Swing 1
You can only smoothen a movement when you have the right body balance; when every muscle function to their potential (since every muscle has a role to play); and when you make a conscious effort to correct your movements.

Here is a perfect example: look at my two running pictures below and you will notice how I have made the difference in my running action to improve my speed. Where I look like stopping myself (breaking) in 1st picture, I am speeding up in the latest. I used to be a long distance runner but now I train sportsmen for speed and therefore, the training needs to be adapted for speed – work on transverse arc of foot (thanks to great work by coah Adrian Barr on the subject) and action that helps you propel forward is the key.

Here are a few key learning’s from these pictures:

Learning 1: Always make an effort to correct your movements in training. It is never too late and you can only gain.


Learning 2: Knowing the anatomy ….having knowledge of what all muscles you use in an action helps you tremendously to improve your form and make you choose right training.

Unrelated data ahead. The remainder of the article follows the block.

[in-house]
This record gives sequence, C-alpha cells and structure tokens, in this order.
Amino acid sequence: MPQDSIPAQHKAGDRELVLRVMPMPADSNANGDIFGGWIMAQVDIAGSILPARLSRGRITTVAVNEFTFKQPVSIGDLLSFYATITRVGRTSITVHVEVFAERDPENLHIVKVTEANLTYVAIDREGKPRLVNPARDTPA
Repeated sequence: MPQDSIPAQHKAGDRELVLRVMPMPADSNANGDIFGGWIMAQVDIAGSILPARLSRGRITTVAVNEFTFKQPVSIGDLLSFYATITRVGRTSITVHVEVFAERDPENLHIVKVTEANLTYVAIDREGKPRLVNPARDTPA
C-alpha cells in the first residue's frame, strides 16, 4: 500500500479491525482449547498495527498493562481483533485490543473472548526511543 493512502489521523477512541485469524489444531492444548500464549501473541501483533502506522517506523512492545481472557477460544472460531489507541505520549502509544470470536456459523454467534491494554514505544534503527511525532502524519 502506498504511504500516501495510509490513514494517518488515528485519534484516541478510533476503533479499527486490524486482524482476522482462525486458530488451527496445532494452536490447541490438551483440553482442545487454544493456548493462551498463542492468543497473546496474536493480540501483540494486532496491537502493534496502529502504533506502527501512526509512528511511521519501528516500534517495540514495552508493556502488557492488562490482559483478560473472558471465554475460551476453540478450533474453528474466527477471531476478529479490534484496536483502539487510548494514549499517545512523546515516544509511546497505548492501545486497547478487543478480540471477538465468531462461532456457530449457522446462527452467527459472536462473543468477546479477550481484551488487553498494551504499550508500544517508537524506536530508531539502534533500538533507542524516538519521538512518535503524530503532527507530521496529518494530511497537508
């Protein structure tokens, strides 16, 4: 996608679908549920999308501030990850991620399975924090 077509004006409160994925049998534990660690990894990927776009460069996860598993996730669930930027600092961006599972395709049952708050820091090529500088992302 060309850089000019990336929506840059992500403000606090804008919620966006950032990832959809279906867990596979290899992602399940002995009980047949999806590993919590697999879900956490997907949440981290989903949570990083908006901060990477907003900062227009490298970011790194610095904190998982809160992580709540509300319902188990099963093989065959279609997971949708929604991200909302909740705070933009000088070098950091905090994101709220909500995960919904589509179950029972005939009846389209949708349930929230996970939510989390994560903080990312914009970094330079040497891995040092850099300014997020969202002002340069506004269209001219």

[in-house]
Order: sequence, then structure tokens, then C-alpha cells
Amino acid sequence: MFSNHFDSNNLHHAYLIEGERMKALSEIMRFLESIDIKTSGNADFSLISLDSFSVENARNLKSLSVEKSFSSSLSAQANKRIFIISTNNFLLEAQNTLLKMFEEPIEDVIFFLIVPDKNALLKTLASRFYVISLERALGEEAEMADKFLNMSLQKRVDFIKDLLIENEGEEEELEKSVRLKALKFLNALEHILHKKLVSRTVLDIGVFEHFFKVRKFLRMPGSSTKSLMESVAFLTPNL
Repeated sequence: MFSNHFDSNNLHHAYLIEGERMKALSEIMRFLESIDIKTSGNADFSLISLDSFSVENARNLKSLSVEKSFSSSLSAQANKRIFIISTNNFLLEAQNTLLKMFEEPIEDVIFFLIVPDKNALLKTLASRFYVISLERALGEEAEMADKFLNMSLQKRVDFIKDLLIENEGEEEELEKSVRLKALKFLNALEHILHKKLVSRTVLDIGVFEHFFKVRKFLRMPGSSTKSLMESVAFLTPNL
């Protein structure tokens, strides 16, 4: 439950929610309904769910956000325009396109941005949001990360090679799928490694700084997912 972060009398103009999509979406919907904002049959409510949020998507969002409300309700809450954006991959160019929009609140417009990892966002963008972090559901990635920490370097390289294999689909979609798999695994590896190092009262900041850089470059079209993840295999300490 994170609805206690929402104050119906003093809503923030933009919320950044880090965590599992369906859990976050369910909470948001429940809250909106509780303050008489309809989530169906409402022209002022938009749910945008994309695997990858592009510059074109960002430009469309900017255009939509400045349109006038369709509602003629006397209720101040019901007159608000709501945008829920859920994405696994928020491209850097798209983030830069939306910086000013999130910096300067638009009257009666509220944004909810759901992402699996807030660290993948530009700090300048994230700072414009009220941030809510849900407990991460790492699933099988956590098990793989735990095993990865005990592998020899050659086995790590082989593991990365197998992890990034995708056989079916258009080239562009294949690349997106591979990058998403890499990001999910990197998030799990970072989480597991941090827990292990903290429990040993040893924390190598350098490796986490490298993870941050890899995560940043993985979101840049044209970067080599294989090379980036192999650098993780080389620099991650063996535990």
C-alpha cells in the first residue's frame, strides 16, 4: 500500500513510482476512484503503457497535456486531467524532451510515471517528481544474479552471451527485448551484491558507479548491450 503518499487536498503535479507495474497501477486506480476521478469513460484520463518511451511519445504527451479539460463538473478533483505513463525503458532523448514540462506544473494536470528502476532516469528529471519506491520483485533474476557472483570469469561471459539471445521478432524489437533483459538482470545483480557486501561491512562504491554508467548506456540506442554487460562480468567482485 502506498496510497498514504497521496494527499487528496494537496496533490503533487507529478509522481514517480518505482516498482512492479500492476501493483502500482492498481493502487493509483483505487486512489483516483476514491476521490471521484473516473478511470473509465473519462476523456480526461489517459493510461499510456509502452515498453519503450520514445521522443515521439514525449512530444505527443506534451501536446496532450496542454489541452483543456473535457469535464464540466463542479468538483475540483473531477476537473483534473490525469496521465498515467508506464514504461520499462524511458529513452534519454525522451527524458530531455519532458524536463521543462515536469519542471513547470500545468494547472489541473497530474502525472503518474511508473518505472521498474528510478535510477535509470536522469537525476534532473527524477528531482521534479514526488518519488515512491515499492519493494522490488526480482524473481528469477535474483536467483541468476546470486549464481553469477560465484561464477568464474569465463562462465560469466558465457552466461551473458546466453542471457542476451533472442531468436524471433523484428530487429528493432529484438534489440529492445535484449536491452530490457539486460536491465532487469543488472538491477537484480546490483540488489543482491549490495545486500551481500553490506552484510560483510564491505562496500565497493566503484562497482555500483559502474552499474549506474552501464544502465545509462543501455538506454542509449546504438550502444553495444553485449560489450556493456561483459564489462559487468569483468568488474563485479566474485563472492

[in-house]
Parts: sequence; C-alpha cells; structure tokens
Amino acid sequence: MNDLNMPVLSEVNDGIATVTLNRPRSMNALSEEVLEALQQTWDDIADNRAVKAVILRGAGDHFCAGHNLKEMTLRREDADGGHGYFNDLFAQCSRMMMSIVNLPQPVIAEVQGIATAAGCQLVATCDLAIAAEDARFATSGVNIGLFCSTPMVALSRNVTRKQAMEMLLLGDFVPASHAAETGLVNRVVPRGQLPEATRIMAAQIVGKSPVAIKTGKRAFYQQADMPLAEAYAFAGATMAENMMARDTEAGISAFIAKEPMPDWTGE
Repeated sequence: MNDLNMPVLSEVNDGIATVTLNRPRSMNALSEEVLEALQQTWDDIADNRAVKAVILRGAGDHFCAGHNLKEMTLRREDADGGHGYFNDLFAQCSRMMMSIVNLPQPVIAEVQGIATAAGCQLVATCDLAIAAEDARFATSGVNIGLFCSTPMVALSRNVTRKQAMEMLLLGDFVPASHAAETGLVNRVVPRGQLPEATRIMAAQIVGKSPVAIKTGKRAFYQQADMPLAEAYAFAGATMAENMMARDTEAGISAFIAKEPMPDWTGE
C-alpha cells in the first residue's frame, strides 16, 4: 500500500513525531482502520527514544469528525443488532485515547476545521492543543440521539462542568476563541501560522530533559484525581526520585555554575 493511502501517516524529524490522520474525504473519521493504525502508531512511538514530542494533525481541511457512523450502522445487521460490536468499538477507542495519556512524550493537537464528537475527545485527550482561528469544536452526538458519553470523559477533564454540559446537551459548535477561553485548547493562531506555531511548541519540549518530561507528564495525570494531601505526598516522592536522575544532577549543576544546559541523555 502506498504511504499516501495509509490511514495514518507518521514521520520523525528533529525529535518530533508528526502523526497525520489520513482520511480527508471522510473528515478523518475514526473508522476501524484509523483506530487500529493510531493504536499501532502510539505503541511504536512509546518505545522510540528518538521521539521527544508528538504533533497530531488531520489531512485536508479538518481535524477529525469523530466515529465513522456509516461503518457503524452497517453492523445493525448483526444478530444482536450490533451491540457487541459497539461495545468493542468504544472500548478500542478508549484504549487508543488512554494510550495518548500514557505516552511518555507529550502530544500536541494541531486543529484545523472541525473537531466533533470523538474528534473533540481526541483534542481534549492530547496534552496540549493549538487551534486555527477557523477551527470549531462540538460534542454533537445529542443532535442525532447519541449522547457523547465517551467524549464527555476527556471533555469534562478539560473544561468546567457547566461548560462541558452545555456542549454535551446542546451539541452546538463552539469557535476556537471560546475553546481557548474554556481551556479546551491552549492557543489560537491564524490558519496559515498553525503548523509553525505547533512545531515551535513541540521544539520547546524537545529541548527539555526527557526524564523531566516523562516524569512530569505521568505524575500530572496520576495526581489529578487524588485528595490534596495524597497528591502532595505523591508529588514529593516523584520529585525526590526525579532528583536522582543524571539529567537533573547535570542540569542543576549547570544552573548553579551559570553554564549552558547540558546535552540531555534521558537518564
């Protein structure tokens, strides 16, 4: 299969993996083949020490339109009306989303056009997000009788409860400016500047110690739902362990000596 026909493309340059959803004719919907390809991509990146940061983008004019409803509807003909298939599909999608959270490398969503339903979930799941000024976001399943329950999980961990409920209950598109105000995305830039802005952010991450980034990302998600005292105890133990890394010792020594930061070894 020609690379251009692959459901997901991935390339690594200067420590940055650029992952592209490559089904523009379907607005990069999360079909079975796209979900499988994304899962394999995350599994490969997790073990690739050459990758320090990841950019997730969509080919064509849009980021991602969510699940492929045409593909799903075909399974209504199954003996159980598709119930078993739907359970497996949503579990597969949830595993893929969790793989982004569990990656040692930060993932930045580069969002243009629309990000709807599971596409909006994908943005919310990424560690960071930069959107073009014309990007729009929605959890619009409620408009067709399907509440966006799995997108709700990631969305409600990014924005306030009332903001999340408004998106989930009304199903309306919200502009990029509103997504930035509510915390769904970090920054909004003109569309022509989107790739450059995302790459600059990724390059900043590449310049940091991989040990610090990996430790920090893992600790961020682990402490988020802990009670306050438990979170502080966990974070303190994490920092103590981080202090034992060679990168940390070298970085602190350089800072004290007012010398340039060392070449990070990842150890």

Learning 3: Whether it is jumping, running, standing or swinging/hitting; you use your entire body muscles – yes, right from your foot to calves & soleus to hamstrings, quads and adductors, to hips and lover back to upper back, shoulder, chest, trunk, arms, forehand and structural muscles (for balance).

Jump 2

Learning 4: Agility, one of the key components in sport requires good body balance and therefore it is an important element in your training.

The pictures show you a perfect display of all major muscles contributions and how balance comes into play in all these movements.

In my experience of training sportsmen from different sports across the age groups, it always make more sense to a trainee if they understand the reason of training and how specific training can help them.

Umesh Chhikara

Sports fitness trainer I Movement specialist I Relaxation therapist